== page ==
Assuntos
Competência Clínica , Educação de Pós-Graduação em Medicina/métodos , Internato e Residência/métodos , Otolaringologia/educação , Estudantes de Medicina , Adulto , Feminino , Humanos , Masculino , Estudos Retrospectivos , Inquéritos e Questionários , Estados Unidos
15.
J Pediatr Orthop ; 40(1): e6-e13, 2020 Jan.
Artigo em Inglês | MEDLINE | ID: mdl-30969197

RESUMO

BACKGROUND: Most distal radius fractures can be treated with closed reduction and casting in pediatric patients. These skills are traditionally developed treating real patients, however, there is growing interest in the use of simulation training to supplement traditional learning strategies. METHODS: Seventy-eight children with distal radius fractures that underwent closed reduction and casting by novice orthopaedic surgery residents were retrospectively reviewed. Radiographic measures of patients treated by simulation-trained residents were compared with patients treated by residents without simulation training. RESULTS: Patients treated by simulation-trained residents had less residual angulation in the anteroposterior radiograph (3.7 vs. 6.3 degrees, P=0.006) and translation on the lateral (14% vs. 21%, P=0.040) and anteroposterior radiograph (10% vs. 16%, P=0.029). Patients treated by simulation-trained residents also had lower rates of redisplacement (50% vs. 79%, P=0.016). CONCLUSIONS: Loss of reduction is common, particularly when novice trainees perform their first independent reductions. Residents who underwent simulation training had lower rates of loss of reduction, thus simulation training has potential as a supplement to the traditional apprentice model of medical education. LEVEL OF EVIDENCE: Level III.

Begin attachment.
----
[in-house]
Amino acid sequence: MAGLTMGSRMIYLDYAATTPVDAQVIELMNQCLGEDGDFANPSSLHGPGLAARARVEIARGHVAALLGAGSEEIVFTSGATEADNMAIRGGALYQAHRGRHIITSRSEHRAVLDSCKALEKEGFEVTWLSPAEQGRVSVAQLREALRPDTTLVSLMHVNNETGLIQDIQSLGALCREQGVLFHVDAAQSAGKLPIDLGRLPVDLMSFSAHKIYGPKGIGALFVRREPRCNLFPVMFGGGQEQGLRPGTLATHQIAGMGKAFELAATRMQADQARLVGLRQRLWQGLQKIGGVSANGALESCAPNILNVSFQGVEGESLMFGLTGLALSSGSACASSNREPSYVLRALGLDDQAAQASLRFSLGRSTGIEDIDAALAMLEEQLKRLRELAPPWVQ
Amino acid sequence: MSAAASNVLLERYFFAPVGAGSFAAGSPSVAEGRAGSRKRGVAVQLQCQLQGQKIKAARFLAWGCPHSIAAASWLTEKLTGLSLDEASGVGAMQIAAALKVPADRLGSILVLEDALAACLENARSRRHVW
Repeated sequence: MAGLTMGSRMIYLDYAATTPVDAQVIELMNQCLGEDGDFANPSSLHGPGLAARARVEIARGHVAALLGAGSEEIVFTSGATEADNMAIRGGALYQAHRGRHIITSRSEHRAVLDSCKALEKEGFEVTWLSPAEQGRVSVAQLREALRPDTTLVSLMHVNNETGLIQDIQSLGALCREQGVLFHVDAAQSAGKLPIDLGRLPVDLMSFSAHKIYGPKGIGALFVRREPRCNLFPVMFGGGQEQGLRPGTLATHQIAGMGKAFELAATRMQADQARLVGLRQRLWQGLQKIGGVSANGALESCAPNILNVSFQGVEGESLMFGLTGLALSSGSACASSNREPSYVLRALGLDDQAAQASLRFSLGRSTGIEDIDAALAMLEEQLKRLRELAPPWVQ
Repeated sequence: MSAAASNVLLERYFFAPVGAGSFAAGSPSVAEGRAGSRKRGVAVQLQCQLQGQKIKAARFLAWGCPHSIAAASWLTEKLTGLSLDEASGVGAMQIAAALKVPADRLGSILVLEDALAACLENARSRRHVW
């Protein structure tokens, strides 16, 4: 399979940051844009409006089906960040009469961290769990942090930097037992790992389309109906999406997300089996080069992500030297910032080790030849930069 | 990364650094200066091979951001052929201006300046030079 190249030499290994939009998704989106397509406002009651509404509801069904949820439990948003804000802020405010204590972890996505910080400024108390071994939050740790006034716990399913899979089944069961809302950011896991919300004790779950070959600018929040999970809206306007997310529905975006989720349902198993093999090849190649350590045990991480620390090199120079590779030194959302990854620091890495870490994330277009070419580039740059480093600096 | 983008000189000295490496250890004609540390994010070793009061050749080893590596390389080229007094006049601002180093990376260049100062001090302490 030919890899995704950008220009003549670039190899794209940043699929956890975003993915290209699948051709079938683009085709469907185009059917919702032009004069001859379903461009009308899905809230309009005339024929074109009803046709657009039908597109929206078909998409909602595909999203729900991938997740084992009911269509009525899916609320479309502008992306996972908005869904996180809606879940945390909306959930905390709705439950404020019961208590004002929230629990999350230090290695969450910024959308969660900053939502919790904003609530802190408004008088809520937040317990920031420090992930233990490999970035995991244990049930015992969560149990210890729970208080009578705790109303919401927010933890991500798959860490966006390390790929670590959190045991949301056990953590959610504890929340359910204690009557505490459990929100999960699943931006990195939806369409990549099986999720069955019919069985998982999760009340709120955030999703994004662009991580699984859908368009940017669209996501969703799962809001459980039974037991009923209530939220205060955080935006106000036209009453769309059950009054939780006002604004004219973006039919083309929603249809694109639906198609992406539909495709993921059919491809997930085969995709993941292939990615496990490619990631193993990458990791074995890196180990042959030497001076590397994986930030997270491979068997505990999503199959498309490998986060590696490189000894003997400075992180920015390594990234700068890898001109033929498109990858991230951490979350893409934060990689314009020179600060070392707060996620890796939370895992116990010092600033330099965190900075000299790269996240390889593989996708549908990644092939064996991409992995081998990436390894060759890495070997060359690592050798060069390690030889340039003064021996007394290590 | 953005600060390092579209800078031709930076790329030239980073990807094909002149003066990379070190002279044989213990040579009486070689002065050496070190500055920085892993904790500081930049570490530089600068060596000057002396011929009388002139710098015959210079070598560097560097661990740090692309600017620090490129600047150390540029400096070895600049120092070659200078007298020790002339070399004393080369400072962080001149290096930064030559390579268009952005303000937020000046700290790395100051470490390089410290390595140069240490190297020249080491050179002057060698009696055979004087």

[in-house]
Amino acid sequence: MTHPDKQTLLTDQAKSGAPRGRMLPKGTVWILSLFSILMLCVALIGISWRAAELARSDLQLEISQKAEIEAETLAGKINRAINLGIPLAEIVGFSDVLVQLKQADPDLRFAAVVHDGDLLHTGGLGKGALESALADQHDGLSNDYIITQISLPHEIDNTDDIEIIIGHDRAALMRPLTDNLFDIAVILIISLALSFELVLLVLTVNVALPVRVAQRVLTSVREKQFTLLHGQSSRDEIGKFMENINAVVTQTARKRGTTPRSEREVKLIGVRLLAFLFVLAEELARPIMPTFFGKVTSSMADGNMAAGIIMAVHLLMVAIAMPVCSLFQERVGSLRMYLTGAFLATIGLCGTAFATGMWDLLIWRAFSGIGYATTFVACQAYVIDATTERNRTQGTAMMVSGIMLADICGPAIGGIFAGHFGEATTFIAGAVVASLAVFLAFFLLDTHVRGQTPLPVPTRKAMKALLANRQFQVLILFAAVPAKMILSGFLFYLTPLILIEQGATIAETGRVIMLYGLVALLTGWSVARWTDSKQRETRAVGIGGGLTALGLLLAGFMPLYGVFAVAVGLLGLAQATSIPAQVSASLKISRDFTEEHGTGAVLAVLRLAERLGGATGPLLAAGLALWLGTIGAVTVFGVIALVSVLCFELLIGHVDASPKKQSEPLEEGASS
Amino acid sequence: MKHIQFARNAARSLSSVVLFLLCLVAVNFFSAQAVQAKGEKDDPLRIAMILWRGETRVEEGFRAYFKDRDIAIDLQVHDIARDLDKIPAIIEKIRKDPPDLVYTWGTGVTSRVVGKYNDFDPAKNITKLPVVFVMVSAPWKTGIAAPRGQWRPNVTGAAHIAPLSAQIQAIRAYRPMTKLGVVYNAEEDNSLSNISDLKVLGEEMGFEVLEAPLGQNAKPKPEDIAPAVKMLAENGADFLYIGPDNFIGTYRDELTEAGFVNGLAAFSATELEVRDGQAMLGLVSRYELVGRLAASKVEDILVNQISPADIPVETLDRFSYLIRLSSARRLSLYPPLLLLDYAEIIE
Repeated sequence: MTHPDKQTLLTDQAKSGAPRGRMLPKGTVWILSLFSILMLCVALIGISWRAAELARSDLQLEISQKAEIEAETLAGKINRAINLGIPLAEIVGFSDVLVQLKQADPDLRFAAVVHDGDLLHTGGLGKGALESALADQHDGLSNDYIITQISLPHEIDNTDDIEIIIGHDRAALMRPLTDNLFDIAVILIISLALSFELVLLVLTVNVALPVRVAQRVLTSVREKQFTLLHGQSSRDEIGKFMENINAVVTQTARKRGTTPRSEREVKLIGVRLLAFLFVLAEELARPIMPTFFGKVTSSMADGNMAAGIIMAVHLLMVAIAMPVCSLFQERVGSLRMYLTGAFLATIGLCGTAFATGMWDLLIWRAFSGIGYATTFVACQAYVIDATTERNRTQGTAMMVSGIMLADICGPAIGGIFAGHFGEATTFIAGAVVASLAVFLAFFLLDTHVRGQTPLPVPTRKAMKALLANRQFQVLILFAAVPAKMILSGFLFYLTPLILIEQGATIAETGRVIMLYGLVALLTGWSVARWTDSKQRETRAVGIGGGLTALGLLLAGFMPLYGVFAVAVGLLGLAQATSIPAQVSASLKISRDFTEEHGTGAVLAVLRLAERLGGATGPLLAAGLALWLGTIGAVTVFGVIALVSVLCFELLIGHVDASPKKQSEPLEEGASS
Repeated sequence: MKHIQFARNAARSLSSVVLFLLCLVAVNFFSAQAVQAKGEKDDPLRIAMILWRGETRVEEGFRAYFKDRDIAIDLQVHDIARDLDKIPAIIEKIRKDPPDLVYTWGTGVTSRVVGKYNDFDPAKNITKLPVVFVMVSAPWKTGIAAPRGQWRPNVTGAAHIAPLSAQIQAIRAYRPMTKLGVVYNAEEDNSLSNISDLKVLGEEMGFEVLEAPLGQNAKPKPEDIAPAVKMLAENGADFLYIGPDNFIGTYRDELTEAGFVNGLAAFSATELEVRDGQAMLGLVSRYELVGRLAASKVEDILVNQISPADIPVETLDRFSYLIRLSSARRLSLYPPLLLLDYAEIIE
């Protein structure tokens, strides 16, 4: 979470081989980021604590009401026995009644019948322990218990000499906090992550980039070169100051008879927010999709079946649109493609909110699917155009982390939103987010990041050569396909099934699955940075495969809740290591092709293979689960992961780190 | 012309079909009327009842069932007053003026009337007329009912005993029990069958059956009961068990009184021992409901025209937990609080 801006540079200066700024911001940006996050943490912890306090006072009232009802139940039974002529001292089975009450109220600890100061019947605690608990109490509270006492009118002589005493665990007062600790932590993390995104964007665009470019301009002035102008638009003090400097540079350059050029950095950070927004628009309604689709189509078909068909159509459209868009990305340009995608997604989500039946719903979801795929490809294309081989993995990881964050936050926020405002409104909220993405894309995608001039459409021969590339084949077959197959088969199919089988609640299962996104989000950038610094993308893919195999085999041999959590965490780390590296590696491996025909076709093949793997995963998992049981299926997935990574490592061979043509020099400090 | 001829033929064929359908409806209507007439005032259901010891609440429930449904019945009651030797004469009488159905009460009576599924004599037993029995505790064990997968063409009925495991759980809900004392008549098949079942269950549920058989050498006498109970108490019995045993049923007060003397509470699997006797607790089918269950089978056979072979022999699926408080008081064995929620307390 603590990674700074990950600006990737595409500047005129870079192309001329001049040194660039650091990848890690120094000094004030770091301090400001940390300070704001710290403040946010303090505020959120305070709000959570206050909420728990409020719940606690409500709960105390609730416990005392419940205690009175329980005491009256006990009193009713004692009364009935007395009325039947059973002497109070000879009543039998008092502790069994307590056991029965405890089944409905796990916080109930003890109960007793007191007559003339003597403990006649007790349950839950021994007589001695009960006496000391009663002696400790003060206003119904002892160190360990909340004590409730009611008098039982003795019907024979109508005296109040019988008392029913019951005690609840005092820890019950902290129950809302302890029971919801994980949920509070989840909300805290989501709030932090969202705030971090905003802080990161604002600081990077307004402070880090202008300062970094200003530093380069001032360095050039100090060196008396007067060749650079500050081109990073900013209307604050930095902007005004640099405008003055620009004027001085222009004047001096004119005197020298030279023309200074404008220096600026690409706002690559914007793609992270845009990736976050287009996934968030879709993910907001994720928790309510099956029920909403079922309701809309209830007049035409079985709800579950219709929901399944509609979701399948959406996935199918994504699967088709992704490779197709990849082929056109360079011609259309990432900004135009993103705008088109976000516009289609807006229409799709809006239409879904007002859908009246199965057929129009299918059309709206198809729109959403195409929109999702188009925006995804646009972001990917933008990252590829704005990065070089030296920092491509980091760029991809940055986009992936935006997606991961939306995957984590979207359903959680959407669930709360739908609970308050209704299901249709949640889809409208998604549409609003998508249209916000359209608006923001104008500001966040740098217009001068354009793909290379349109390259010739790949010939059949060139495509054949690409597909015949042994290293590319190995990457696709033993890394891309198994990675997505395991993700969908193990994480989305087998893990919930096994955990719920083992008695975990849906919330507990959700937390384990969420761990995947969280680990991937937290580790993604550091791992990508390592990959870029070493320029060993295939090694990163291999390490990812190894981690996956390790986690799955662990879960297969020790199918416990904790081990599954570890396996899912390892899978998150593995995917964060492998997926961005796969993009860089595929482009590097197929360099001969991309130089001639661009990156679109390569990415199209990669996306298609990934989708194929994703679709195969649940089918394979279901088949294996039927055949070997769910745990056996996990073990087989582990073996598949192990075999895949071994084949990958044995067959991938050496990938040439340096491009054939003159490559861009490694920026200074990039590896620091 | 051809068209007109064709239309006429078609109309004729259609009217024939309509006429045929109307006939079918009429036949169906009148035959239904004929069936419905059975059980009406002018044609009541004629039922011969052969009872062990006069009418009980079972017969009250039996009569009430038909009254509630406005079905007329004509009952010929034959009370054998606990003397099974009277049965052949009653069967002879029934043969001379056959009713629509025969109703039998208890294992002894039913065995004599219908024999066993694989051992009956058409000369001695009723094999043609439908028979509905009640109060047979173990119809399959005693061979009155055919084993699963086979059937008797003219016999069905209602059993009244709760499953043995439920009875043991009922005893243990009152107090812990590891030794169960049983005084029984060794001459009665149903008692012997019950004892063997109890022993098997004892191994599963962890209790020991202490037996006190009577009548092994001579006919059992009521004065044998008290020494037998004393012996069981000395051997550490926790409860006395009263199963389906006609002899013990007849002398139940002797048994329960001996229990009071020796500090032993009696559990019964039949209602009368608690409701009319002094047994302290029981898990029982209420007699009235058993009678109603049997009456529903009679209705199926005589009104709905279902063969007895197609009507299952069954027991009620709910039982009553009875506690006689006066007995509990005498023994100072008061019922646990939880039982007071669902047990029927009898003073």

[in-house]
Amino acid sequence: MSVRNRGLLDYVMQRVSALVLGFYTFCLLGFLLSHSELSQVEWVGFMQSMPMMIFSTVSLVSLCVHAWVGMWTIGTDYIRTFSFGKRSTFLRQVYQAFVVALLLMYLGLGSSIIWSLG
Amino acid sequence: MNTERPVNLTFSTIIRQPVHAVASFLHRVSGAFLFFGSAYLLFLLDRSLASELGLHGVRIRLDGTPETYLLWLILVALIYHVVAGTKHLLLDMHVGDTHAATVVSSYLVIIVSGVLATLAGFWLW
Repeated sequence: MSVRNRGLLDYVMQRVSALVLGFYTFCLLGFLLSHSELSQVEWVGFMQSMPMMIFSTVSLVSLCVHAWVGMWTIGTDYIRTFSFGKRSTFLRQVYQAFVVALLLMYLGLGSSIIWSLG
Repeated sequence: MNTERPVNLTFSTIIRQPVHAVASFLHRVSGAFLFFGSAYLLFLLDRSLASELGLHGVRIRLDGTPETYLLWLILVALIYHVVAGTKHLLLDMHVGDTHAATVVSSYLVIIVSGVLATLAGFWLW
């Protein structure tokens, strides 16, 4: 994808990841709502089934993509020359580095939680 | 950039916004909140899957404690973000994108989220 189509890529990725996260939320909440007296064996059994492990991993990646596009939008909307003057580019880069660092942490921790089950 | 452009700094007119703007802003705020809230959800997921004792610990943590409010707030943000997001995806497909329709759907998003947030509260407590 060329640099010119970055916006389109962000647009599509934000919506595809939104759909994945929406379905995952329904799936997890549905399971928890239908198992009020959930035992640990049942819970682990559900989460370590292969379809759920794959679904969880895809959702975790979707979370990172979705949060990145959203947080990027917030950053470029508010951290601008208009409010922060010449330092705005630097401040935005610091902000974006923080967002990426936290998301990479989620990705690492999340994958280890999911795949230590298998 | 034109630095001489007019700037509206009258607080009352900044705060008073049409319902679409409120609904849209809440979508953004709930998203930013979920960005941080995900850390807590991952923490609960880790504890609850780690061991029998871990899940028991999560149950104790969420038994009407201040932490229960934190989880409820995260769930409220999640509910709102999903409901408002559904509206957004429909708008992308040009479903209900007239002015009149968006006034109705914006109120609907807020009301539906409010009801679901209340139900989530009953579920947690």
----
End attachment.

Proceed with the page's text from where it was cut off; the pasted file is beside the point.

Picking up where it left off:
Assuntos